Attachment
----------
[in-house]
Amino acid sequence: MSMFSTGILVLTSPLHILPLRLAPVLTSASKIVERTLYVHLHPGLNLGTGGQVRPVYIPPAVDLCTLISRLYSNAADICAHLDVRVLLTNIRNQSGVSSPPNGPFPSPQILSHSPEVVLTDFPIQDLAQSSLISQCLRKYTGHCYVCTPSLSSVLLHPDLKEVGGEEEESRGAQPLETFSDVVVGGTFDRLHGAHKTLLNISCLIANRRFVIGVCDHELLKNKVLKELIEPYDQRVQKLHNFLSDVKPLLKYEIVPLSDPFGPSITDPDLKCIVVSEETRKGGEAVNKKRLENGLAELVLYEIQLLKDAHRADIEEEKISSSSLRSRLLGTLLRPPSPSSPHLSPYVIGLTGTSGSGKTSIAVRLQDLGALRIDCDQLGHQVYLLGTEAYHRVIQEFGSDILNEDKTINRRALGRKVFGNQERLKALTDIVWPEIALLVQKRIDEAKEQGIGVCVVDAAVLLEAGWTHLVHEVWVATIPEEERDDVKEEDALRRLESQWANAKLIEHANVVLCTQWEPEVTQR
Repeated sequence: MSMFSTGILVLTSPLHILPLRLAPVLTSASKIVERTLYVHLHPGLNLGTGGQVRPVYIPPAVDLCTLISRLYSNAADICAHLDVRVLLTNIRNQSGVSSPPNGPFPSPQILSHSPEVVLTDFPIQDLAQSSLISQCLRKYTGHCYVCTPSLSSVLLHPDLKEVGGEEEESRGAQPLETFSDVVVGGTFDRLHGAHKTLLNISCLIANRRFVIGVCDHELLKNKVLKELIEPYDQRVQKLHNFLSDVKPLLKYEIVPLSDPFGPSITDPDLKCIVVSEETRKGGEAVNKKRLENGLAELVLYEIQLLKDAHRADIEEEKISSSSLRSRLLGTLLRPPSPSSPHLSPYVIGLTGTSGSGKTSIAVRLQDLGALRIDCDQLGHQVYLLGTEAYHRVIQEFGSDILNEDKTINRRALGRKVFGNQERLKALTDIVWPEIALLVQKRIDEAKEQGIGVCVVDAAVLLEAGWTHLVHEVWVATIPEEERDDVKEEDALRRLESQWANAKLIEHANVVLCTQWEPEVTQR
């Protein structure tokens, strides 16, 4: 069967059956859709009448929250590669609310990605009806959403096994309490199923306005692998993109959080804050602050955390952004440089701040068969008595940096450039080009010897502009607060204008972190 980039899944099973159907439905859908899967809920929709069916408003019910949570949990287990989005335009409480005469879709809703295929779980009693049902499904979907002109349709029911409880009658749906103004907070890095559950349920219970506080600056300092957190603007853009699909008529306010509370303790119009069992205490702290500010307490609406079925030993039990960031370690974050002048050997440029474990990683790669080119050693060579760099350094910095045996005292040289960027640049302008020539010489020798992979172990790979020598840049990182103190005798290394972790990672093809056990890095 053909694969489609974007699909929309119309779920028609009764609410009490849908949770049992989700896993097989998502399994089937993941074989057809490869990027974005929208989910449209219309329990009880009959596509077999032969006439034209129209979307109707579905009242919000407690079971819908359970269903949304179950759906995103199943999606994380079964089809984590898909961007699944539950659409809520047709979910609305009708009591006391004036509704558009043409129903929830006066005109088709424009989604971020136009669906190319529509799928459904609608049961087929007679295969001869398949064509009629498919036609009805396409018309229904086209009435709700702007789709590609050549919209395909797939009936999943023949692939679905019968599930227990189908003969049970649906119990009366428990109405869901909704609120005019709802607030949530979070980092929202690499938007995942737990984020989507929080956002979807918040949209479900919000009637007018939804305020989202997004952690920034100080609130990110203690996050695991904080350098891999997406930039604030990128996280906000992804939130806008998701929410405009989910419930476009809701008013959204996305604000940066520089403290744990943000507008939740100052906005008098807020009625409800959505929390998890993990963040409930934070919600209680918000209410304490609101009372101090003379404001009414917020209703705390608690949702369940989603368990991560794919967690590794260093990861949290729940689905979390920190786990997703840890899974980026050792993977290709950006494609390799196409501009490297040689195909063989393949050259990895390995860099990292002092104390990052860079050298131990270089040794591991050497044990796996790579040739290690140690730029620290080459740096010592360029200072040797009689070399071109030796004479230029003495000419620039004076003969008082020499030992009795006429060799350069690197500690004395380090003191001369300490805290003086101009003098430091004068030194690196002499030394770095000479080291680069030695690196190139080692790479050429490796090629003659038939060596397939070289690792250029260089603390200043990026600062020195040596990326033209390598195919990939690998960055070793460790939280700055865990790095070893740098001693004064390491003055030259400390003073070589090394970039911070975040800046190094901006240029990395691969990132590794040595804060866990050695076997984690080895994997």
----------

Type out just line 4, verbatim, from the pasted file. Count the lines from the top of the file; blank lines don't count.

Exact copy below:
């Protein structure tokens, strides 16, 4: 069967059956859709009448929250590669609310990605009806959403096994309490199923306005692998993109959080804050602050955390952004440089701040068969008595940096450039080009010897502009607060204008972190 980039899944099973159907439905859908899967809920929709069916408003019910949570949990287990989005335009409480005469879709809703295929779980009693049902499904979907002109349709029911409880009658749906103004907070890095559950349920219970506080600056300092957190603007853009699909008529306010509370303790119009069992205490702290500010307490609406079925030993039990960031370690974050002048050997440029474990990683790669080119050693060579760099350094910095045996005292040289960027640049302008020539010489020798992979172990790979020598840049990182103190005798290394972790990672093809056990890095 053909694969489609974007699909929309119309779920028609009764609410009490849908949770049992989700896993097989998502399994089937993941074989057809490869990027974005929208989910449209219309329990009880009959596509077999032969006439034209129209979307109707579905009242919000407690079971819908359970269903949304179950759906995103199943999606994380079964089809984590898909961007699944539950659409809520047709979910609305009708009591006391004036509704558009043409129903929830006066005109088709424009989604971020136009669906190319529509799928459904609608049961087929007679295969001869398949064509009629498919036609009805396409018309229904086209009435709700702007789709590609050549919209395909797939009936999943023949692939679905019968599930227990189908003969049970649906119990009366428990109405869901909704609120005019709802607030949530979070980092929202690499938007995942737990984020989507929080956002979807918040949209479900919000009637007018939804305020989202997004952690920034100080609130990110203690996050695991904080350098891999997406930039604030990128996280906000992804939130806008998701929410405009989910419930476009809701008013959204996305604000940066520089403290744990943000507008939740100052906005008098807020009625409800959505929390998890993990963040409930934070919600209680918000209410304490609101009372101090003379404001009414917020209703705390608690949702369940989603368990991560794919967690590794260093990861949290729940689905979390920190786990997703840890899974980026050792993977290709950006494609390799196409501009490297040689195909063989393949050259990895390995860099990292002092104390990052860079050298131990270089040794591991050497044990796996790579040739290690140690730029620290080459740096010592360029200072040797009689070399071109030796004479230029003495000419620039004076003969008082020499030992009795006429060799350069690197500690004395380090003191001369300490805290003086101009003098430091004068030194690196002499030394770095000479080291680069030695690196190139080692790479050429490796090629003659038939060596397939070289690792250029260089603390200043990026600062020195040596990326033209390598195919990939690998960055070793460790939280700055865990790095070893740098001693004064390491003055030259400390003073070589090394970039911070975040800046190094901006240029990395691969990132590794040595804060866990050695076997984690080895994997």